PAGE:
WHEN THE PIGS TOOK OVER

Dorros (Ten Go Tango, 2000, etc.) lets loose his usual bright humor, lively narrative, and momentum—here paired with the shining colors and kinetic characters in Greenseid’s (Chicken For a Day, not reviewed, etc.) art—but he beats an aggravating one-note tune with his Spanish lesson. Don Carlos can’t get enough, of everything: hats, ice cream, music, or choices of dishes for the menu at his village restaurant. Más, más, más is his leitmotif. When his younger brother, Alonzo, suggests that Don Carlos serve snails in his restaurant, he orders wheelbarrow loads: “Más.” When the profusion of snails run amok, Alonzo recommends birds to control them. “Más,” commands Don Carlos, then lots of pigs to control the birds. “Más.” Only when Alonzo forms a band—a bunch of dreadful hacks to accompany his heavenly violin—to serenade the pigs out of town, à la the Pied Piper, does Don Carlos beg for less: less earsplitting music. The point, of course, is that more is not necessarily better—in this case never, and the same applies to Don Carlos, whom readers will have had enough of shortly after his introduction. Thanks then to the rest of the trippingly fun story for keeping the book afloat. (Picture book. 4-8)

Pub Date: Feb. 1, 2001

ISBN: 0-525-42030-4

Page Count: 32

Publisher: Dutton

Review Posted Online: May 20, 2010

Kirkus Reviews Issue: Dec. 15, 2001

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Pete’s fans might find it groovy; anyone else has plenty of other “12 Days of Christmas” variants to choose among

PETE THE CAT'S 12 GROOVY DAYS OF CHRISTMAS

Pete, the cat who couldn’t care less, celebrates Christmas with his inimitable lassitude.

If it weren’t part of the title and repeated on every other page, readers unfamiliar with Pete’s shtick might have a hard time arriving at “groovy” to describe his Christmas celebration, as the expressionless cat displays not a hint of groove in Dean’s now-trademark illustrations. Nor does Pete have a great sense of scansion: “On the first day of Christmas, / Pete gave to me… / A road trip to the sea. / GROOVY!” The cat is shown at the wheel of a yellow microbus strung with garland and lights and with a star-topped tree tied to its roof. On the second day of Christmas Pete gives “me” (here depicted as a gray squirrel who gets on the bus) “2 fuzzy gloves, and a road trip to the sea. / GROOVY!” On the third day, he gives “me” (now a white cat who joins Pete and the squirrel) “3 yummy cupcakes,” etc. The “me” mentioned in the lyrics changes from day to day and gift to gift, with “4 far-out surfboards” (a frog), “5 onion rings” (crocodile), and “6 skateboards rolling” (a yellow bird that shares its skateboards with the white cat, the squirrel, the frog, and the crocodile while Pete drives on). Gifts and animals pile on until the microbus finally arrives at the seaside and readers are told yet again that it’s all “GROOVY!”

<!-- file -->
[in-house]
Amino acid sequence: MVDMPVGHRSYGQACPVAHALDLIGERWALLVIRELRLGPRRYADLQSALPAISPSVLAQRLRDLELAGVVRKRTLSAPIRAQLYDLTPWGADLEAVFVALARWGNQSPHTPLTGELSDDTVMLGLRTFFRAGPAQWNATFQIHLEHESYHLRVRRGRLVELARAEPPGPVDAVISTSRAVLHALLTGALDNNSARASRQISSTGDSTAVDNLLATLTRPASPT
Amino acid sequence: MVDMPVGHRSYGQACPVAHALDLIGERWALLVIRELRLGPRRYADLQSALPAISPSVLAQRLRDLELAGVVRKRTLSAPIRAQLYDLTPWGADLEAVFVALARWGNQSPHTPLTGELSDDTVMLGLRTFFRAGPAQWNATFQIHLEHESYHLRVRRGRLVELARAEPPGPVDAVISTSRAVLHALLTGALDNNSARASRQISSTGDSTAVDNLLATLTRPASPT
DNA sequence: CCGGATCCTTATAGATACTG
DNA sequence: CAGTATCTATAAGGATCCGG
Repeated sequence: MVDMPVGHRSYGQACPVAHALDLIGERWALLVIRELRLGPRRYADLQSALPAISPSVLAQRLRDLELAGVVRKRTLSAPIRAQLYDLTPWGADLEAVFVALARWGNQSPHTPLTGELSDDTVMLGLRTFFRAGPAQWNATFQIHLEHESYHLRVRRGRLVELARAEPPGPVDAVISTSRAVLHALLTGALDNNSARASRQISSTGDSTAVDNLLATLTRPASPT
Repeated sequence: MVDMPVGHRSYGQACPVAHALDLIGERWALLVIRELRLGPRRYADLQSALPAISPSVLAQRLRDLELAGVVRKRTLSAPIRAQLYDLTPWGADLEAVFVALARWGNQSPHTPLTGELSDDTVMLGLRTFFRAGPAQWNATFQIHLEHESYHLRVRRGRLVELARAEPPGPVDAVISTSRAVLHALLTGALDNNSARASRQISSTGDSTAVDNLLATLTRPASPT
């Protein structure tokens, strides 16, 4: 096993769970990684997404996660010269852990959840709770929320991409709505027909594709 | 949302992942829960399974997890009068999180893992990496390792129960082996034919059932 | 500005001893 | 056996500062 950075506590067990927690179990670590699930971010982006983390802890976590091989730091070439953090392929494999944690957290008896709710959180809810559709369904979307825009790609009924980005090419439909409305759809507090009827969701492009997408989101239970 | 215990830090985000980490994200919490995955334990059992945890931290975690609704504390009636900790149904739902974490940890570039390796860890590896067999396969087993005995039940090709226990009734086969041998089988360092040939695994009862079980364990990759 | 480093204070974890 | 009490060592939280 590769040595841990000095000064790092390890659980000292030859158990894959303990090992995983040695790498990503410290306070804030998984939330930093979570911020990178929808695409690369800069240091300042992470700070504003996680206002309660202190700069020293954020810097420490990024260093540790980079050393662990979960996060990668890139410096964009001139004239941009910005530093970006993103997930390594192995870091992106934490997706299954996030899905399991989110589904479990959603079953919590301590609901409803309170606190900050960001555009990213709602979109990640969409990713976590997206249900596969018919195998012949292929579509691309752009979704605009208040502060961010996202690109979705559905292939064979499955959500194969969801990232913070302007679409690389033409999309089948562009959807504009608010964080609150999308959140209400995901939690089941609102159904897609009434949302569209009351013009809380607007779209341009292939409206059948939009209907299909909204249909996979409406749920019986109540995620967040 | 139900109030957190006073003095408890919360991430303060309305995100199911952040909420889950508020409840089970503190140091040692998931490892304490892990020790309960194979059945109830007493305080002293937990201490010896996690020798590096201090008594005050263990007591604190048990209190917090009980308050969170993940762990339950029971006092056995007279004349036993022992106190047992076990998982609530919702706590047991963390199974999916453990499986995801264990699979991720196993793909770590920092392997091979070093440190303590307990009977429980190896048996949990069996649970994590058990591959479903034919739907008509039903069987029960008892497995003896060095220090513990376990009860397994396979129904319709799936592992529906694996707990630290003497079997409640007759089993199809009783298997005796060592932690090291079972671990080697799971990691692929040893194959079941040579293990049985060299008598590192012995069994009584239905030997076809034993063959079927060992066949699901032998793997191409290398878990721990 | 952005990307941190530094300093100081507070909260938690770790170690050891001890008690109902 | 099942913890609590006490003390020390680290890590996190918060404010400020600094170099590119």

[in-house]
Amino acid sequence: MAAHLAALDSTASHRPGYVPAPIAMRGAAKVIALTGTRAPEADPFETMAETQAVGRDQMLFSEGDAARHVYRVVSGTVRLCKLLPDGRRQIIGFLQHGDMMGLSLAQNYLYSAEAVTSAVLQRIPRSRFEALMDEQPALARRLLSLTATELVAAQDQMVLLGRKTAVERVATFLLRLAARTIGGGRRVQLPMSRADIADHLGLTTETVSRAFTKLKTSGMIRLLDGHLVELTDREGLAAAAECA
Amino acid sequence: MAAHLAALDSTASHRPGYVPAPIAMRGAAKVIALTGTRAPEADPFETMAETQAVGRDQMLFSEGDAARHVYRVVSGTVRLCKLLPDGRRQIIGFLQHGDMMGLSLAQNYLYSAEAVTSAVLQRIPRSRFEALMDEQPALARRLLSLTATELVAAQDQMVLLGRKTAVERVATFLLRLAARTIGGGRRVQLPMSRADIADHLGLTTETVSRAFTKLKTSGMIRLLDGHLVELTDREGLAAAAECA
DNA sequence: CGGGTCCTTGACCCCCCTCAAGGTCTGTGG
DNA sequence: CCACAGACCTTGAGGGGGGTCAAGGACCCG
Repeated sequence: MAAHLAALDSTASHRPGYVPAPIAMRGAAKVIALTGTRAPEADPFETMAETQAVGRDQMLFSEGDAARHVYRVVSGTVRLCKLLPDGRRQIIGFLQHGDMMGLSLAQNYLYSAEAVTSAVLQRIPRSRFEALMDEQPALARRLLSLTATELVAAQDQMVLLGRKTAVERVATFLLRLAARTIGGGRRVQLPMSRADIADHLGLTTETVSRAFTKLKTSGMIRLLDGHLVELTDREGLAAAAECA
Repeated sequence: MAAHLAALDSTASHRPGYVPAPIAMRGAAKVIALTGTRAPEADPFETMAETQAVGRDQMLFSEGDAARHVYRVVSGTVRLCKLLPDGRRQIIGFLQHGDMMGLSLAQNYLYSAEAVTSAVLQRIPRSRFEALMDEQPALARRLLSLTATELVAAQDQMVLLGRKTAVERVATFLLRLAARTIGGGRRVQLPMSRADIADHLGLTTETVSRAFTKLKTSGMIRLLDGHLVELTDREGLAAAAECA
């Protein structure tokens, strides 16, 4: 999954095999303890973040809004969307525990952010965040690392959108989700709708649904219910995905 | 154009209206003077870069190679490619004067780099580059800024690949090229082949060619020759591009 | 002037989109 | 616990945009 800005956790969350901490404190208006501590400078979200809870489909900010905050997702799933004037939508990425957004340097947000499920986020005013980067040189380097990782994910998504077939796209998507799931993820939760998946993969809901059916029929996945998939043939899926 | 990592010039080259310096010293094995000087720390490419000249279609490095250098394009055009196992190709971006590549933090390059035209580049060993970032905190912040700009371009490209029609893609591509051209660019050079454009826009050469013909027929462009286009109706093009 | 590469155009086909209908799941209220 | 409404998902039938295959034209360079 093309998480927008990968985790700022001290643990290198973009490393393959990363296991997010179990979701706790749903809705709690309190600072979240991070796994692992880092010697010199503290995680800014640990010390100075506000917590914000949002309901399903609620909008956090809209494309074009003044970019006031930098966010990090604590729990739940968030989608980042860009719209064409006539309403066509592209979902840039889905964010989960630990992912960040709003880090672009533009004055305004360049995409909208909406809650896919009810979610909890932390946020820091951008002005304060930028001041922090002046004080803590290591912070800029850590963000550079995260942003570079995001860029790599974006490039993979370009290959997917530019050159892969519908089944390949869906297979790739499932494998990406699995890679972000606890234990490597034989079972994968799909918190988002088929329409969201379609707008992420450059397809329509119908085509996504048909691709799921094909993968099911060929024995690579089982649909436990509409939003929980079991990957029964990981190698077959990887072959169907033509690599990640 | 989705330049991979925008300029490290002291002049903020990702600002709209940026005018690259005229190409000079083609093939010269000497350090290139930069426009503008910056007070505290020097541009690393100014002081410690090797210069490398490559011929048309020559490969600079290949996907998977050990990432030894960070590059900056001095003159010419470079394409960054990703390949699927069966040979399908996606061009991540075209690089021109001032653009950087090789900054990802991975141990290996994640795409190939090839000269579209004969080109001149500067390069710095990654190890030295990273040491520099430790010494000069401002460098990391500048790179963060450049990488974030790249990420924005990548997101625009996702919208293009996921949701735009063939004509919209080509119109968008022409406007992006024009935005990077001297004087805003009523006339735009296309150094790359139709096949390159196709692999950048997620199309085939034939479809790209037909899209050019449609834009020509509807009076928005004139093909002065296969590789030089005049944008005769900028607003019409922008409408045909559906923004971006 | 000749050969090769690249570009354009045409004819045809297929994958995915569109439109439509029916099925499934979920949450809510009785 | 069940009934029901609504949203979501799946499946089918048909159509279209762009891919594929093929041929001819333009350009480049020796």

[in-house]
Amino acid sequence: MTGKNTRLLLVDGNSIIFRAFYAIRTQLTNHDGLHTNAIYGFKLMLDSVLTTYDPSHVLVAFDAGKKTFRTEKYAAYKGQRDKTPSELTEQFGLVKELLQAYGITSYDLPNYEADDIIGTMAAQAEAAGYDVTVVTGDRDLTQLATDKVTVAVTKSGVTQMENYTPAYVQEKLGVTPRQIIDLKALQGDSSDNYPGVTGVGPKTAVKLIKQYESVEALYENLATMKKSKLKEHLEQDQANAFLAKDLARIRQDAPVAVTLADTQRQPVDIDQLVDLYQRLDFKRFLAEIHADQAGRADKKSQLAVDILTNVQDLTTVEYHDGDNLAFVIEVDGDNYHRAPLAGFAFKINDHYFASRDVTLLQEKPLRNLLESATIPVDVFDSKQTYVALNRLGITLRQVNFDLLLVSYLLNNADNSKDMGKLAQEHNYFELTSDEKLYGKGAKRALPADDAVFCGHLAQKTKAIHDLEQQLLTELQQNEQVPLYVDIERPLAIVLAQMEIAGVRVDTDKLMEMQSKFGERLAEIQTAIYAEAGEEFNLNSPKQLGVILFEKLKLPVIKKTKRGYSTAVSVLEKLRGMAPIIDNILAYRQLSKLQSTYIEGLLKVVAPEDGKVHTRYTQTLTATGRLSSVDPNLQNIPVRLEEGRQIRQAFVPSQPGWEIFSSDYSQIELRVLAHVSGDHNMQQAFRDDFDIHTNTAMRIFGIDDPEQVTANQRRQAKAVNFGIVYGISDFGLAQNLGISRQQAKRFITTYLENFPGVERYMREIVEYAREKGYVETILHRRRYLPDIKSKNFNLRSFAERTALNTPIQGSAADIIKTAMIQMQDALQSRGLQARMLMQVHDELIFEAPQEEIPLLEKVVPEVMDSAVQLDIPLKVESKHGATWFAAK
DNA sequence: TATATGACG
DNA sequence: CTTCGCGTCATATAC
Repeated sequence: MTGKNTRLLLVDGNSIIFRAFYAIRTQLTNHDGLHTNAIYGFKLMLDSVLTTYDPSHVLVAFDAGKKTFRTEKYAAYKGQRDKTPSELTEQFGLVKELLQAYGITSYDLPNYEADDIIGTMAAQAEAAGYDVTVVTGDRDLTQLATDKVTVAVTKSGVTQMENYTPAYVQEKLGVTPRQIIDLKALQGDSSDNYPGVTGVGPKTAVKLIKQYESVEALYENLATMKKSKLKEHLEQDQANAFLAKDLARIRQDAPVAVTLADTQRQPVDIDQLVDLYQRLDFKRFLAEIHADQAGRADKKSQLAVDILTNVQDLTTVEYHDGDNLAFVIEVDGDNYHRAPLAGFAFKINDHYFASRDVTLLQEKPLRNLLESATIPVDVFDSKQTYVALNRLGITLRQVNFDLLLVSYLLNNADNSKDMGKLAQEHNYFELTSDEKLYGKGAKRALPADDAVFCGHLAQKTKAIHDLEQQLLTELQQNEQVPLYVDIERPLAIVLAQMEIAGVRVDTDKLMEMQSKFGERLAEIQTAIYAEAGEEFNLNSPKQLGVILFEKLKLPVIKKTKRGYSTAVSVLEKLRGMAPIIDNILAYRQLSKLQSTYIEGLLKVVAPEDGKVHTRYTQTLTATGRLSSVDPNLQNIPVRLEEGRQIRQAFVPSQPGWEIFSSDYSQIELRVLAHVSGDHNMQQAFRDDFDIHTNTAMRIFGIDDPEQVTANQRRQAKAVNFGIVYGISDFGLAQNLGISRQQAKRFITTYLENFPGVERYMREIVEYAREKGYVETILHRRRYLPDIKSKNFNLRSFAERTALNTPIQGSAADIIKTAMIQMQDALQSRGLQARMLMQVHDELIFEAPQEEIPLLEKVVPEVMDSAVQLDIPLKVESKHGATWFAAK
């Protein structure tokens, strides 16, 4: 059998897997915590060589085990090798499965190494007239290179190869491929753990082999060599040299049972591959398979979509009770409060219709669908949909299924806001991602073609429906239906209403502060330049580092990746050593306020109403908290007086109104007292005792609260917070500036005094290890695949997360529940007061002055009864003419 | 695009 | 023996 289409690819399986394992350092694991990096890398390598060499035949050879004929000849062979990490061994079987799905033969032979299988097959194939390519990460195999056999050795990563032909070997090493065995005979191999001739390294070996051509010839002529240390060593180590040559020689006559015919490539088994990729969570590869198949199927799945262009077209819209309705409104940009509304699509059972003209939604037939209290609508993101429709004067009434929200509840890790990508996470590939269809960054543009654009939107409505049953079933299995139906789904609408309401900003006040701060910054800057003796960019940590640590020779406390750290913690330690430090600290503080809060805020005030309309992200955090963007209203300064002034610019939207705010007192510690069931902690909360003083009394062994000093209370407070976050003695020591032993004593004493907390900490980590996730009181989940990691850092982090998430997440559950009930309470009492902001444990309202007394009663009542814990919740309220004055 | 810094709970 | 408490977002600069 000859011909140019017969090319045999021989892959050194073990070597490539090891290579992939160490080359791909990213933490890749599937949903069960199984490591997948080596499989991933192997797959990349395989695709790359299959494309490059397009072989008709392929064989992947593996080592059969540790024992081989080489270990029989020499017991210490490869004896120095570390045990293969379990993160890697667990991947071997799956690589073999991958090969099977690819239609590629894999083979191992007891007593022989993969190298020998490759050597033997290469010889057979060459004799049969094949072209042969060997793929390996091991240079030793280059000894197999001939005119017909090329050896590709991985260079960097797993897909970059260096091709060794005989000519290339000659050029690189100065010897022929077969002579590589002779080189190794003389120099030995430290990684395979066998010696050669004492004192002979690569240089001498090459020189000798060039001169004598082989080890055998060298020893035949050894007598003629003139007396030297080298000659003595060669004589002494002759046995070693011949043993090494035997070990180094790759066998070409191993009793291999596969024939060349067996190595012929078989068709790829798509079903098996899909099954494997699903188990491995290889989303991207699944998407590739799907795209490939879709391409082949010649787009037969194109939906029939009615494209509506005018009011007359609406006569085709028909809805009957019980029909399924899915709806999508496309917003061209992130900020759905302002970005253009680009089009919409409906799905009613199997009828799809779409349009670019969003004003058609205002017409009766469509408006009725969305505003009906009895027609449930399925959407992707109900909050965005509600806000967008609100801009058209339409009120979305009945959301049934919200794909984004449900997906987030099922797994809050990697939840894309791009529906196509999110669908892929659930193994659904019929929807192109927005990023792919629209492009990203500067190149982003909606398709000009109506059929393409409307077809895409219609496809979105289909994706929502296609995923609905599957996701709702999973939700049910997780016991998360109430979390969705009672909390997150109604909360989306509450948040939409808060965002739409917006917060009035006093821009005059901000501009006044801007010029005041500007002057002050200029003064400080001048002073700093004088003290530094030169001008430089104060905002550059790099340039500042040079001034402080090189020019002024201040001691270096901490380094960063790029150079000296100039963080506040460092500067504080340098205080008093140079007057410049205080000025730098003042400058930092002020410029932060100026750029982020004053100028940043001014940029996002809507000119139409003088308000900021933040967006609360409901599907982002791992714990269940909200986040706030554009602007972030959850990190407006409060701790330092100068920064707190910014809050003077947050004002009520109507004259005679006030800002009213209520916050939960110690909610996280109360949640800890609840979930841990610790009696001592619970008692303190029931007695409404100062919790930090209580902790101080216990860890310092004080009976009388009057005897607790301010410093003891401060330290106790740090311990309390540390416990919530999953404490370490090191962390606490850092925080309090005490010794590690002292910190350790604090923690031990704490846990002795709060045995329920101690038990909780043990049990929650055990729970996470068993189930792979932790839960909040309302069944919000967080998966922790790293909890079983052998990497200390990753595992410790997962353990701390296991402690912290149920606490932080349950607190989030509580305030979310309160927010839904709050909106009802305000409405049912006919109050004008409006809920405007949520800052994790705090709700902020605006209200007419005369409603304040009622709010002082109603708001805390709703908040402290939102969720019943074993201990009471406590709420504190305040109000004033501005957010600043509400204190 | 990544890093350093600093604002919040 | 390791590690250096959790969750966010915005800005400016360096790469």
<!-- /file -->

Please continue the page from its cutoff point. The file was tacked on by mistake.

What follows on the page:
Pete’s fans might find it groovy; anyone else has plenty of other “12 Days of Christmas” variants to choose among . (Picture book. 4-8)

Pub Date: Sept. 18, 2018

ISBN: 978-0-06-267527-9

Page Count: 48

Publisher: Harper/HarperCollins

Review Posted Online: Aug. 20, 2018

Kirkus Reviews Issue: Sept. 1, 2018

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Hee haw.

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THE WONKY DONKEY

The print version of a knee-slapping cumulative ditty.

In the song, Smith meets a donkey on the road. It is three-legged, and so a “wonky donkey” that, on further examination, has but one eye and so is a “winky wonky donkey” with a taste for country music and therefore a “honky-tonky winky wonky donkey,” and so on to a final characterization as a “spunky hanky-panky cranky stinky-dinky lanky honky-tonky winky wonky donkey.” A free musical recording (of this version, anyway—the author’s website hints at an adults-only version of the song) is available from the publisher and elsewhere online. Even though the book has no included soundtrack, the sly, high-spirited, eye patch–sporting donkey that grins, winks, farts, and clumps its way through the song on a prosthetic metal hoof in Cowley’s informal watercolors supplies comical visual flourishes for the silly wordplay. Look for ready guffaws from young audiences, whether read or sung, though those attuned to disability stereotypes may find themselves wincing instead or as well.

Hee haw. (Picture book. 5-7)

Pub Date: May 1, 2010

ISBN: 978-0-545-26124-1

Page Count: 26

Publisher: Scholastic

Review Posted Online: Dec. 29, 2018

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